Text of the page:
TheStreet Ratings rates Clorox as a buy. The company's strengths can be seen in multiple areas, such as its revenue growth, solid stock price performance, increase in net income, good cash flow from operations and growth in earnings per share. We feel these strengths outweigh the fact that the company has had generally high debt management risk by most measures that we evaluated. You can view the full Clorox Ratings Report now.

More About Dividends:

One benefit of owning a stock is the potential that you will be paid a dividend. The distribution of dividend payments is another way for a company to share its profit with you. A dividend means that the company pays you a certain amount of money, either as a one-time payment or more commonly on a quarterly basis, for each share of stock you own.

Many times, dividends come at the expense of greater price appreciation, because the company is distributing its profits to shareholders rather than reinvesting the profits back into the growth of the company. However, companies that pay dividends can be very attractive to investors when they offer a steady stream of income. There are some important terms and dates an investor should be familiar with before purchasing any dividend-paying companies. Let's work through an example to help better explain some of these terms:

On March 1, ABC Widget Company has decided that because it holds excess cash and lacks investment opportunities, it would like to reward shareholders with a regular quarterly dividend payment. The date for this particular announcement is known as the declaration date. It is on this date that the company announces the specific dividend payment along with the holder-of-record date (aka record date) and the payment date. The company announces that a dividend payment of 25 cents per share will be payable March 31, 2012 (the payment date) to all shareholders of record at the close of business on March 16, 2012 (holder-of-record date). What does this all mean? Well the short story is that the company looks at its records on March 16 and anyone listed on the books as an owner of ABC Widget company will be eligible for the dividend payment (on March 31).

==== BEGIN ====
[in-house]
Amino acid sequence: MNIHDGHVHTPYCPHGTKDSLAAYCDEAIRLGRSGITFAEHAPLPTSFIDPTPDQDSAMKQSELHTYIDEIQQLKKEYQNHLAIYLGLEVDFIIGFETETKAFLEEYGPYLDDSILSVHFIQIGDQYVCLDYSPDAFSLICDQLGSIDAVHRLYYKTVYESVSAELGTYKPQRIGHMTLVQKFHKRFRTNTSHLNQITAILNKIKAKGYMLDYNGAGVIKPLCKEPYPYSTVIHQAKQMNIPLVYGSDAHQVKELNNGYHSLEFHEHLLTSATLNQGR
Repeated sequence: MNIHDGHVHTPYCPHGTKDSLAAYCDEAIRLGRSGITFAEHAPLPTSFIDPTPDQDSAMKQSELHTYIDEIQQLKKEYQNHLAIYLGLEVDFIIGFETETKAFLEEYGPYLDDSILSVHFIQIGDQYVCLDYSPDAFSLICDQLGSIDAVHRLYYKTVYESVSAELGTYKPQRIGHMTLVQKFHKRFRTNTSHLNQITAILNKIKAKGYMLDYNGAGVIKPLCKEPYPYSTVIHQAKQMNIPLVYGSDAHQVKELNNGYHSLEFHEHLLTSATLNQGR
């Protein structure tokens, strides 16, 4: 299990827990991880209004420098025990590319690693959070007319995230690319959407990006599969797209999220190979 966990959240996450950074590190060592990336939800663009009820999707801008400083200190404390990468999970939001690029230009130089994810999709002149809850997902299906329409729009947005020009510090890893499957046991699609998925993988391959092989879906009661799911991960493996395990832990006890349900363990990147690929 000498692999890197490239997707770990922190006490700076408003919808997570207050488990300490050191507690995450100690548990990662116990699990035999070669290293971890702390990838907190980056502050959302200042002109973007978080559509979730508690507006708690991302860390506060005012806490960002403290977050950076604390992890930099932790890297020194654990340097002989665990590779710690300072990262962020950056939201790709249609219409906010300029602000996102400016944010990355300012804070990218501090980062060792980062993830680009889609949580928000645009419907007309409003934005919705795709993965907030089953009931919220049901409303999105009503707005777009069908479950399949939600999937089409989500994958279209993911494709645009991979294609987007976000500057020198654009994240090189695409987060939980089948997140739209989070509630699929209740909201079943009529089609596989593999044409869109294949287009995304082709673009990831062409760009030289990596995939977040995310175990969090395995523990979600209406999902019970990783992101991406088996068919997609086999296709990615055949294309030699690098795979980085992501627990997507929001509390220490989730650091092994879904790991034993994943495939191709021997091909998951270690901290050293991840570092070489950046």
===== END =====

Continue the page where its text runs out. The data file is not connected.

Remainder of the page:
The one other important term to remember is the ex-dividend date. The ex-dividend date (typically two trading days before the holder-of-record date for U.S. securities) is the day in which a company begins trading without the dividend. In order to have a claim on a dividend, shares must be purchased no later than the last business day before the ex-dividend date. A company trading ex-dividend will have the upcoming dividend subtracted from the share price at the start of the trading day. Many times, the price of a stock will increase in anticipation of the upcoming dividend as the ex-dividend date approaches, yet will fall back by the amount of the dividend on the ex-dividend date.

null

More from Markets

Global Stocks Slide as Trump's New Trade War Salvo Ignites Fresh Concern

Global Stocks Slide as Trump's New Trade War Salvo Ignites Fresh Concern

Trump Tariff Threat, Deutsche Bank, Elon Musk and Apple - 5 Things You Must Know

Trump Tariff Threat, Deutsche Bank, Elon Musk and Apple - 5 Things You Must Know

Automakers Slump as Trump Launches National Security Probe into US Car Imports

Automakers Slump as Trump Launches National Security Probe into US Car Imports

Deutsche Bank Confirms Massive Job Cuts as New CEO Christian Sewing Plants Flag

Deutsche Bank Confirms Massive Job Cuts as New CEO Christian Sewing Plants Flag

Carnival CEO Arnold Donald: China Will Become the Largest Cruise Market

Carnival CEO Arnold Donald: China Will Become the Largest Cruise Market